I have a couple of questions for you: a) Have you seen a more Biblical response (of commitment to being a disciple of Jesus), among more people than previously, to your proclamation of this truer, more Biblical, gospel of the kingdom.
b) Are you seeing more effective disciple-making, among more people than previously, as a result proclaiming of this truer, more Biblical, gospel of the kingdom.
I’m expecting a “yes” to both, but it would be great to confirm that. But as well as a simple yes/no answer, it would be good to hear you unpack those answers if possible, as it would be encouraging to learn from your experiences of outworking what you have been seeking, hearing and responding to God on.
Paul Koshy thanks for commenting, Paul! I like your questions.
A) Yes, I have seen more discipleship response to my proclamation of the gospel of the kingdom, both from Christians and unbelievers. When people understand they’re being wooed into a new way of life, they naturally want to learn how to live it, despite the difficulty of learning it.
And I’m also more joyful and relaxed in the process, because I’m not gritting my teeth trying to guilt, shame, or cajole people into becoming disciples. I just proclaim the kingdom (which I need to hear, too!) and see who wants to take the journey. It’s a much less stressful ministry model 😉
B) Yes, I am definitely seeing more effective disciple-making among those who’ve responded to the gospel of the kingdom. Mainly because (I think) the new VISION of discipleship causes people to look for new MEASUREMENTS of discipleship in their lives. Whereas before people looked for mastery of content and behavior modification, now they look for character transformation (in addition to appropriate knowledge and behavior), i.e. the fruit of the Spirit.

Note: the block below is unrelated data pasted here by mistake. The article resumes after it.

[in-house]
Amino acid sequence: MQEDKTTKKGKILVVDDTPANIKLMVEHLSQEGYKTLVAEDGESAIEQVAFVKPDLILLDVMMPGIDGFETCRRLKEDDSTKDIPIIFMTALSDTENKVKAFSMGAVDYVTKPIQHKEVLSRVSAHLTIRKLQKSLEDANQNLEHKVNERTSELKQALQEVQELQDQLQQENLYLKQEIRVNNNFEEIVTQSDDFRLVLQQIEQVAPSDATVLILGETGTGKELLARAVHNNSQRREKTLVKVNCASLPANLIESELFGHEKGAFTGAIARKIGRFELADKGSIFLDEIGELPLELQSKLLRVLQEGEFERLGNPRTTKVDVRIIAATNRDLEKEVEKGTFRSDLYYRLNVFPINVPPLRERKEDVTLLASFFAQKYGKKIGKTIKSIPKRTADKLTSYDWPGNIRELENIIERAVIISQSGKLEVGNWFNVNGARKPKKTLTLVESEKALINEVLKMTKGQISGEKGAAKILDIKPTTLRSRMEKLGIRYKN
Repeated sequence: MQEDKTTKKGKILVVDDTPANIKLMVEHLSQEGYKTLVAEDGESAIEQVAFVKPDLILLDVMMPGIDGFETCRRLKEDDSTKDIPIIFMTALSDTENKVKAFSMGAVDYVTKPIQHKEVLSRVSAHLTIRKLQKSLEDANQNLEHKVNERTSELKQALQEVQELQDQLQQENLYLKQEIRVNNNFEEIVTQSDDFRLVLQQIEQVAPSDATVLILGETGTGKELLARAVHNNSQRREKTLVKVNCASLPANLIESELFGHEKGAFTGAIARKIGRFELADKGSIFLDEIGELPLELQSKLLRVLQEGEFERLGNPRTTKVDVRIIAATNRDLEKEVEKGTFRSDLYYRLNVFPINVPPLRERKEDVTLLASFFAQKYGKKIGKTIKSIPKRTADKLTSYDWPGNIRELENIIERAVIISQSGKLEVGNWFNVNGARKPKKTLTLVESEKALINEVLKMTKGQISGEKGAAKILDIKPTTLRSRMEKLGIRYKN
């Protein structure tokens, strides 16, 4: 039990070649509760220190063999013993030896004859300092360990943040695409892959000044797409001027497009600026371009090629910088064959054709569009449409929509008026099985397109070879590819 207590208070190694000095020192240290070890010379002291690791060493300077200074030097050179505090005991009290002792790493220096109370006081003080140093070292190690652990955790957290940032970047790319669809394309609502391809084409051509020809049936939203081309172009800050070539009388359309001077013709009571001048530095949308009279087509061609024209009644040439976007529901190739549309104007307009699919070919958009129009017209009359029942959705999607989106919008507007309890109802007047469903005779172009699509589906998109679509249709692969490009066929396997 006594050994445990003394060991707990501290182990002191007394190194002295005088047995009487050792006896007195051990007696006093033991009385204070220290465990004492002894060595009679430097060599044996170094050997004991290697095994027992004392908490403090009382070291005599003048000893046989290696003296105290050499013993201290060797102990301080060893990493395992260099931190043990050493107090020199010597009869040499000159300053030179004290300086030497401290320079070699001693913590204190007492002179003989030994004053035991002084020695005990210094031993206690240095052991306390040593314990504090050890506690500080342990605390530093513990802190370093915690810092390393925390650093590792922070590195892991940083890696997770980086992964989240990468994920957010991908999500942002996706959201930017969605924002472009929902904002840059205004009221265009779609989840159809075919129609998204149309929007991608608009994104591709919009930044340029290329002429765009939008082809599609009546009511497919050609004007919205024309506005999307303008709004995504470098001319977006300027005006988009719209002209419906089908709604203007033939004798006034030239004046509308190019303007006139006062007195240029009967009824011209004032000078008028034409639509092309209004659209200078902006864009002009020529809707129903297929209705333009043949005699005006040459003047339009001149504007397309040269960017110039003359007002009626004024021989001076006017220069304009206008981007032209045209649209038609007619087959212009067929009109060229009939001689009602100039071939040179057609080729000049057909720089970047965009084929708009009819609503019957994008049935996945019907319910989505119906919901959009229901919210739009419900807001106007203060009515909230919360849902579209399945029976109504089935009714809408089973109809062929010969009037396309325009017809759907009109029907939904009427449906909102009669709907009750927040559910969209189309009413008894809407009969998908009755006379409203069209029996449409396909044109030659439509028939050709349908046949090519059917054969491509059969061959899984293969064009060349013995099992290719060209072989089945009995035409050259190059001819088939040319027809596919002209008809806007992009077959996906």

Thanks for the questions, Paul! Peace,
Paul Koshy says
Thanks for your reply. That’s really helpful and good to know.
I won’t bore you with the details of my own personal journey to some similar conclusions, since you’re ahead of me in the journey certainly in the application of much of this beyond your own personal life.
But just to touch on it, a church leader recently asked a small group of guys, including myself, the question, “What is the gospel?” – my reply – not the one that was looked for and also quite different among the answers given – was “Our God reigns”. (I was trying to be brief in my reply. The quotation itself comes from Isaiah, and reverberates through Romans 10.) I am therefore encouraged that where I’ve got to in seeking answers to those questions is along the lines of your own.
Wishing you all the best with being a disciple (a wholehearted lover and follower) – and making disciples – of the Lord Jesus Christ.
Paul Koshy I’m sure I wouldn’t find the details of your journey boring, Paul. I usually am quite interested in how God works in people’s lives! I love your answer to the gospel question. The one I’ve used is similar: “Jesus is Lord.” Once you start to unpack it, you find it touches on every area of your life!
Paul Koshy says
Hi Ben, I like that: “Jesus is Lord”, and that resonates deeply.
If you’re interested and have time then feel free to download a message I gave in 2007 called “Jesus at the centre, Jesus on the throne”:
It’s a life message really – which I was living in and living out for a good few years – and covers a some key moments in my journey with the magnificent Christ Jesus.
(For the sake of transparency – sadly, following some sort of burnout, and some very poor responses and choices, I’m not living in that place currently. Nevertheless, I know that God deposited something real in my life and it does surface from time to time.)
It’s very raw and unpolished (- so it could be a bit off-putting). But the content is good and very much resonates with what you have shared. I think you will really like much of it.
Let me know if you end up listening to it. No problem if you don’t.
All the best, Ben.
Paul Koshy thanks Paul, for the link and your transparency! Believing with you that your work is not in vain, and that God can bring restoration and renewal!
Paul Koshy says
Thanks very much. I appreciate that a lot. Paul
Wes Groleau says
The gospel of the kingdom naturally includes the idea that there is a King. I want to become a disciple—teaching them to _obey_ all that He has commanded us. I have to neutralize having been taught to make Him a friend—or acquaintance.